Monsters are the Real Victims

by EDWARD CLINE May 25, 2017

Some of you may have observed over the years – perhaps over the decades – that when Hollywood releases a new monster movie that features rampaging “cage –free” dinosaurs or other monsters, it is the reptiles and other hostile beasts that get any sympathetic treatment. It rarely fails, whether it’s Godzilla or talking simians, man is usually the offender and sinner. This has been going on for decades, ever since the first King Kong film debuted in 1933 (actually, in literature, since at least the 19th century). It doesn’t seem to matter how horrible (or implausible) the monster is portrayed –the number of its human victims who are crushed into two dimensions or torn to pieces or chomped on is immaterial.

Kong escapes and climbs the Empire State Building, only to fall from the skyscraper after being attacked by airplanes with guns. Denham [the explorer character who brings Kong to New York City] comments, "It was beauty killed the beast," for he climbs the building in the first place only in an attempt to protect Ann Darrow, an actress originally offered up to Kong on Skull Island as a sacrifice.

But the very first time I saw the film, in an old movie revival house in New York City years ago (in the 1960s), someone in the audience retorted, angrily and loudly, “No! You killed him!” Obviously, that audience member was fascinated by Kong, perhaps even in love with the idea that Kong was “larger than life” – that is, larger than man. He had somewhere, somehow, been taught to hold contempt for man and for himself.

That retort has always stuck in my mind. It was a clue to something larger than a film about an oversized ape going berserk.

The theme has almost consistently been that when man encounters a monster, it is man who is responsible for whatever evil or wrong-doing occurs (such as violently inclement weather, global cooling or warming). It’s that, or he is responsible for a monster’s existence.  Whether it’s Mary Shelley’s monster, Frankenstein (“the Creature”), or Godzilla or the Alien or the Predator, or Jurassic Park’s raptors, the moral motif is that if man is terrorized or defeated by a monster, he deserves it because he’s “so full of himself.” Man, the theme goes, must be punished for simply existing and perhaps for just being curious. There is nothing special about man. He deserves to be reduced from a sentient, rational being in charge of his actions, his future and his happiness to a shivering gelatin of protoplasm, or put to death, preferably painfully.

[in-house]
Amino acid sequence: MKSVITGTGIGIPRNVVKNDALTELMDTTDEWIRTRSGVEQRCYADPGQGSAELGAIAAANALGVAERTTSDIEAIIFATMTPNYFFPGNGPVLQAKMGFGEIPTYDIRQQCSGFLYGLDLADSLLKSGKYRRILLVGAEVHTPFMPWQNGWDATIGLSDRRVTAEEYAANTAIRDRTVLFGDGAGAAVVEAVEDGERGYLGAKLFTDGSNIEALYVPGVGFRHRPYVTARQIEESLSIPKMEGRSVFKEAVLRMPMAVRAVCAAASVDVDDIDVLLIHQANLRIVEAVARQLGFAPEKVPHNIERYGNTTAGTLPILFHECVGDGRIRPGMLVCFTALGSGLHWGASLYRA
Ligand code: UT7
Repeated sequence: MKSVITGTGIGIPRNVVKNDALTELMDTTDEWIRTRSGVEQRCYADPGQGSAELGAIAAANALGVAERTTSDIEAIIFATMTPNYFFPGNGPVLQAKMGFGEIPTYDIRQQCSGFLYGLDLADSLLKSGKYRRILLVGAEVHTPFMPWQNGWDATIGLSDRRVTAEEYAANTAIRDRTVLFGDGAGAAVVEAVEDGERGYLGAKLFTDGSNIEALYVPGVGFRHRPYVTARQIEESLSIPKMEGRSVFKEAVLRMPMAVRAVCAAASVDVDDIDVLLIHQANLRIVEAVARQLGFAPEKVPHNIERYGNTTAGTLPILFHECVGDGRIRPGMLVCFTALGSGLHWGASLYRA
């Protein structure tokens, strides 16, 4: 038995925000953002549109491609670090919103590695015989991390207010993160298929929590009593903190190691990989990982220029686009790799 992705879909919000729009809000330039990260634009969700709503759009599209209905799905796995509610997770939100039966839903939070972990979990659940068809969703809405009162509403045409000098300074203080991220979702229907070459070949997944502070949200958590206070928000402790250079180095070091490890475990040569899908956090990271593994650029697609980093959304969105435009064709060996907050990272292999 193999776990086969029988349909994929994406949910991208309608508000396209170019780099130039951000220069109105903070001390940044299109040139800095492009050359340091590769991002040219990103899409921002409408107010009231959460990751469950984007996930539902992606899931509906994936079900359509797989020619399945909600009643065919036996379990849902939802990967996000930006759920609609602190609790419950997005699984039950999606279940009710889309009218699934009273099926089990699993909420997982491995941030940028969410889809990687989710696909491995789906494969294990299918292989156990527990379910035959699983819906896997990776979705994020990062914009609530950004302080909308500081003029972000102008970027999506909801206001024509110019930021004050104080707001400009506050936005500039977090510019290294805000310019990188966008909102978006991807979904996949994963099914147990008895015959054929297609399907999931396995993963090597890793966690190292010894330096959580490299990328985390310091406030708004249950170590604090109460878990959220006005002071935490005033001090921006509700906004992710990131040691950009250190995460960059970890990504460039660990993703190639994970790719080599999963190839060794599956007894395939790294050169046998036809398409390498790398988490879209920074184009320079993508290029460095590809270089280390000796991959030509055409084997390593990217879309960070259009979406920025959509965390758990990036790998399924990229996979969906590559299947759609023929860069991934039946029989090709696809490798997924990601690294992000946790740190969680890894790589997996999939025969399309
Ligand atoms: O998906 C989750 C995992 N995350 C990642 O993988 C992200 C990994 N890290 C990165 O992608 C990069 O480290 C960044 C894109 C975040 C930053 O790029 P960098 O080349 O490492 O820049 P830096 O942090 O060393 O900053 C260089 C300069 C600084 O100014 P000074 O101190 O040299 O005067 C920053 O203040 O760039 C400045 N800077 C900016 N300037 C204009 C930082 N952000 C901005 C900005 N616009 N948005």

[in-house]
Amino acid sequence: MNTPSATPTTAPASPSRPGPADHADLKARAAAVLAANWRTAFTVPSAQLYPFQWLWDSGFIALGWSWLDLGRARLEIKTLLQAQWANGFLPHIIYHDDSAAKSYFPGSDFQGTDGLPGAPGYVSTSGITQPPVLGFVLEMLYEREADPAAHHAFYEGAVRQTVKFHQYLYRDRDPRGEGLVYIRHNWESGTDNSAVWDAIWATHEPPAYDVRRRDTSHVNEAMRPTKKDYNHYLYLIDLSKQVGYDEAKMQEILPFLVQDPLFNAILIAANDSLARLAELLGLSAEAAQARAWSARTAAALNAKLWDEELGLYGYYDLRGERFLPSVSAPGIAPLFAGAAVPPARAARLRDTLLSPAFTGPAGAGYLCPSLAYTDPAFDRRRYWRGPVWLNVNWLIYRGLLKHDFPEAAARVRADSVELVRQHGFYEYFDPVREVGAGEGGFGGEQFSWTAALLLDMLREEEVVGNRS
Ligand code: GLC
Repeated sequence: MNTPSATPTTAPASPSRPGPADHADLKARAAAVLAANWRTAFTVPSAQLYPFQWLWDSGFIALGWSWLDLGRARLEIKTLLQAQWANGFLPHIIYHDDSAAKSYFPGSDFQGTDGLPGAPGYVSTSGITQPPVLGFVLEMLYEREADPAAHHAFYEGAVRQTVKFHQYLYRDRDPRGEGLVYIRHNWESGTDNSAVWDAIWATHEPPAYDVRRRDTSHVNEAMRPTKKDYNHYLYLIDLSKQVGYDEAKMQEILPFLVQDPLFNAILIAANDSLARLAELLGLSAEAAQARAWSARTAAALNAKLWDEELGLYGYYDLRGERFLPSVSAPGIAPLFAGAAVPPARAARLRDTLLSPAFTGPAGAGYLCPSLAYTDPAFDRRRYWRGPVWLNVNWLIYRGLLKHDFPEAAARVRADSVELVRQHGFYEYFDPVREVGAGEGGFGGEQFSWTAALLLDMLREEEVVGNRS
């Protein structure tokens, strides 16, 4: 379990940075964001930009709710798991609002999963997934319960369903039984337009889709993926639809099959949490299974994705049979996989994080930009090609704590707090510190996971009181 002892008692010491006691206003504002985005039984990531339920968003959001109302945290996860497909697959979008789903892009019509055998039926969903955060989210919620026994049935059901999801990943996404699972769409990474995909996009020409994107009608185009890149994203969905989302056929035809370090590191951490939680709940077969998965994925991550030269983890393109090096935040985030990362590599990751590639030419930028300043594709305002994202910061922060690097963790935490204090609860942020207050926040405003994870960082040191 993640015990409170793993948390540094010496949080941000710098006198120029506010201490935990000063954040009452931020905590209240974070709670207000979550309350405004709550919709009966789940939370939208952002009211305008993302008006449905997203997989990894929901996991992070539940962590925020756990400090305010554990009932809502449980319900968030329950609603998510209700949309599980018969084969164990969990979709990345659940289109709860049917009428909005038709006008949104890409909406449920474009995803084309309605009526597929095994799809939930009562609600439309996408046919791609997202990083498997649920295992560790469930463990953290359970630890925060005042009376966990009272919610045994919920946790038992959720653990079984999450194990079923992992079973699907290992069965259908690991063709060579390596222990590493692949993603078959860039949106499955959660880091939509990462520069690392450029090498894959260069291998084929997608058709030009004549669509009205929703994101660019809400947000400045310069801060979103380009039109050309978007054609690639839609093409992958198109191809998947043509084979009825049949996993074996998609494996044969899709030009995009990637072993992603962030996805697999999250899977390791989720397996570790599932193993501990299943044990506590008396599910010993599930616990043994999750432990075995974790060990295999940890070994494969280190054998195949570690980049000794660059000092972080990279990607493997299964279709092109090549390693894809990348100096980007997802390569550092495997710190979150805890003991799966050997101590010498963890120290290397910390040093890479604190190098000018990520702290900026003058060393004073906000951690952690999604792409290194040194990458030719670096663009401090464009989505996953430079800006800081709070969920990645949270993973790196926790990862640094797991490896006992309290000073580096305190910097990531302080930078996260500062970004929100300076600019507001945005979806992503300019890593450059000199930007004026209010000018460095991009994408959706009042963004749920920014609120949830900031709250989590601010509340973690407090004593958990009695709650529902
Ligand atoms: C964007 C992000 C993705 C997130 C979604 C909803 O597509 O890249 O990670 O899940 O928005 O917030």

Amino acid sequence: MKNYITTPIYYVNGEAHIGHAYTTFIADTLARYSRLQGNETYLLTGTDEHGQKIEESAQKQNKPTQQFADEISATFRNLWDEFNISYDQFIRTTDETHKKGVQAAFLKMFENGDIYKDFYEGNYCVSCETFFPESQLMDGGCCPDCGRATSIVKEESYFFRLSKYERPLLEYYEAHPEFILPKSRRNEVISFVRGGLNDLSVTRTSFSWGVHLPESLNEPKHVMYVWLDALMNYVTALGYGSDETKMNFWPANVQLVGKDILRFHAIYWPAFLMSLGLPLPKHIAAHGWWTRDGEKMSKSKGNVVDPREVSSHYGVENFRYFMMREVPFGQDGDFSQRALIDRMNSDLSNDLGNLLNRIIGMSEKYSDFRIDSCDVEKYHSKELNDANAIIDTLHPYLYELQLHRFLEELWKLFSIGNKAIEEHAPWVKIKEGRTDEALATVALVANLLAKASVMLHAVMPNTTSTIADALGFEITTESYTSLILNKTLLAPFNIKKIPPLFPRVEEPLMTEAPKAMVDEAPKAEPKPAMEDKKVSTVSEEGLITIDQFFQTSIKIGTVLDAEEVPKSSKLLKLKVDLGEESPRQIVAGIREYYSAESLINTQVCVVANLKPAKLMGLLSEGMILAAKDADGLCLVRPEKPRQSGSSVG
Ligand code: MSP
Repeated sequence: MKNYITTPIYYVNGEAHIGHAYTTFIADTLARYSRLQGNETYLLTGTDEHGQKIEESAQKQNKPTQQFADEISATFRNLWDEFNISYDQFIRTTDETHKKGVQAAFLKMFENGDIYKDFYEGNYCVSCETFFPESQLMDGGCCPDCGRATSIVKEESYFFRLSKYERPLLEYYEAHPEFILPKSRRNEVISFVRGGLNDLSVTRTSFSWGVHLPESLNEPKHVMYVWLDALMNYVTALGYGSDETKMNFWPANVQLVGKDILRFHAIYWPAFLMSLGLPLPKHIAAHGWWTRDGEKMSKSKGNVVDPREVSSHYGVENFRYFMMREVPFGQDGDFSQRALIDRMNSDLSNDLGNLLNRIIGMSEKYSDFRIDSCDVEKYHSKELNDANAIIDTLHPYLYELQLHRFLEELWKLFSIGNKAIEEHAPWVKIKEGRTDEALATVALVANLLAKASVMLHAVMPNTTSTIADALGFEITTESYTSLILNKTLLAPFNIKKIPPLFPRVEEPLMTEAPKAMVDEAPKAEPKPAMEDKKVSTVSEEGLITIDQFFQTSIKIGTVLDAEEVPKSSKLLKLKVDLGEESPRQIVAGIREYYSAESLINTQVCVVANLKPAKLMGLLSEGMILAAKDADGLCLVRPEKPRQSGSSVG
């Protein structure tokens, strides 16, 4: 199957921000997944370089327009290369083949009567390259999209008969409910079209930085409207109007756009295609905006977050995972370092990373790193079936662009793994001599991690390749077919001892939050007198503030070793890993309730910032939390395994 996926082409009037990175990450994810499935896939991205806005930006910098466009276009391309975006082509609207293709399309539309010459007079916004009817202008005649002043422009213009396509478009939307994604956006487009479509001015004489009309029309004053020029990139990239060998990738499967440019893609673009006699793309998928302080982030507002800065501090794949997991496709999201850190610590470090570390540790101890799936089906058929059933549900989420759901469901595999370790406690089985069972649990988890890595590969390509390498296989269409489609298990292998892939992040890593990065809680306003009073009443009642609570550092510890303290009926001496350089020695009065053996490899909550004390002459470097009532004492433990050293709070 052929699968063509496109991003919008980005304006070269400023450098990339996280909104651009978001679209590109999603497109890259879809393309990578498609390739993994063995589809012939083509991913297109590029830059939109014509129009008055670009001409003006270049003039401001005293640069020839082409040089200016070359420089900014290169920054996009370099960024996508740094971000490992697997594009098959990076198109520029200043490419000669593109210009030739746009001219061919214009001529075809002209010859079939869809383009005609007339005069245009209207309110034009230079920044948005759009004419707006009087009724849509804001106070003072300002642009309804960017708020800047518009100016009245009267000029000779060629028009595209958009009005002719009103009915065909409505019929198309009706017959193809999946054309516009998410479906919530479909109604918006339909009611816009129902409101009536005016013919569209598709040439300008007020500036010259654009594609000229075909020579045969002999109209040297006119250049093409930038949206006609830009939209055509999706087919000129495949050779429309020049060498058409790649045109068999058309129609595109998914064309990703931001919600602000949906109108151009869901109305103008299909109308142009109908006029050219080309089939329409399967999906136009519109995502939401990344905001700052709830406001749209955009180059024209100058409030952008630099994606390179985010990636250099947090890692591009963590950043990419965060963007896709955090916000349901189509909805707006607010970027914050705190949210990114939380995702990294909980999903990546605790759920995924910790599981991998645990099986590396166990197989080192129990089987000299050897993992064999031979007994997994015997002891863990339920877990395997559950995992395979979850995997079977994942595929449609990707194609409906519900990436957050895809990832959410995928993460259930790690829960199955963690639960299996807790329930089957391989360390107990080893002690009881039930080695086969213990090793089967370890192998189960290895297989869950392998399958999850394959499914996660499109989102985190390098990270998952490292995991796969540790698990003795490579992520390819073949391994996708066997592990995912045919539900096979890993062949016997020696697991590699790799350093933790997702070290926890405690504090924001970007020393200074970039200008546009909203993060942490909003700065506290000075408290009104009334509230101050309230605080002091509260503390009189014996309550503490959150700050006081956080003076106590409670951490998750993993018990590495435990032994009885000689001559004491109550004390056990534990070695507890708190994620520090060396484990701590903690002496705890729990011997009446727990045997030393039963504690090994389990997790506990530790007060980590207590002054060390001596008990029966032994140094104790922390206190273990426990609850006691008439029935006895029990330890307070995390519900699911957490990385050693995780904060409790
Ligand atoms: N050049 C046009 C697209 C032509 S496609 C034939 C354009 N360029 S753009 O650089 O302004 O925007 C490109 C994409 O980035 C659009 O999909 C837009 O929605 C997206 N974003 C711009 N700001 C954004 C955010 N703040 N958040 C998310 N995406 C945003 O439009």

The ostensible monster at large today is Islam. Islam is a man-created monster. Who or what set it loose to prey indiscriminately on man? Men created Islam, using the lethal weapon of altruism; the moral philosophy that it is one’s duty and moral worth, measured by the extent that one is willing to sacrifice oneself and one’s values, and not only for the “public good” (unless that includes the Islamic Ummah) but also because an all-powerful, malicious ghost, Allah, said so. It’s your duty to become some monster’s meal. That’s why you were created by Allah, to do his bidding, at his vile whim and pleasure.

The character of King Kong has become one of the world's most famous movie icons, having inspired countless sequels, remakes, spin-offs, imitators, parodies, cartoons, books, comics, video games, theme park rides, and a stage play. His role in the different narratives varies, ranging from a rampaging monster to a tragic antihero.

The antihero archetype can be traced back as far as Homer's Thersites. The concept has also been identified in classical Greek drama, Roman satire, and Renaissance literature such as Don Quixote and the picaresque rogue. Although antiheroes may sometimes do the "right thing", it is often because it serves their self-interest rather than being driven by moral convictions.